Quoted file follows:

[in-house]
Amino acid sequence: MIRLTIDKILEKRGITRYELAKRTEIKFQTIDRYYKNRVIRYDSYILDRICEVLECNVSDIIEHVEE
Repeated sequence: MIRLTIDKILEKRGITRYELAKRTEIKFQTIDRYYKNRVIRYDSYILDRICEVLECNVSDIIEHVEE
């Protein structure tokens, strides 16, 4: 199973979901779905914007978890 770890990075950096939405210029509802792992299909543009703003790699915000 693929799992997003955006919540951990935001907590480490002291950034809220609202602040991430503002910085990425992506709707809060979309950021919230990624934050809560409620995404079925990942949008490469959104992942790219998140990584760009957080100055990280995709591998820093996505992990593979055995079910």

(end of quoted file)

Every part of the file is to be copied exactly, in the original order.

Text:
[in-house]
Amino acid sequence: MIRLTIDKILEKRGITRYELAKRTEIKFQTIDRYYKNRVIRYDSYILDRICEVLECNVSDIIEHVEE
Repeated sequence: MIRLTIDKILEKRGITRYELAKRTEIKFQTIDRYYKNRVIRYDSYILDRICEVLECNVSDIIEHVEE
């Protein structure tokens, strides 16, 4: 199973979901779905914007978890 770890990075950096939405210029509802792992299909543009703003790699915000 693929799992997003955006919540951990935001907590480490002291950034809220609202602040991430503002910085990425992506709707809060979309950021919230990624934050809560409620995404079925990942949008490469959104992942790219998140990584760009957080100055990280995709591998820093996505992990593979055995079910």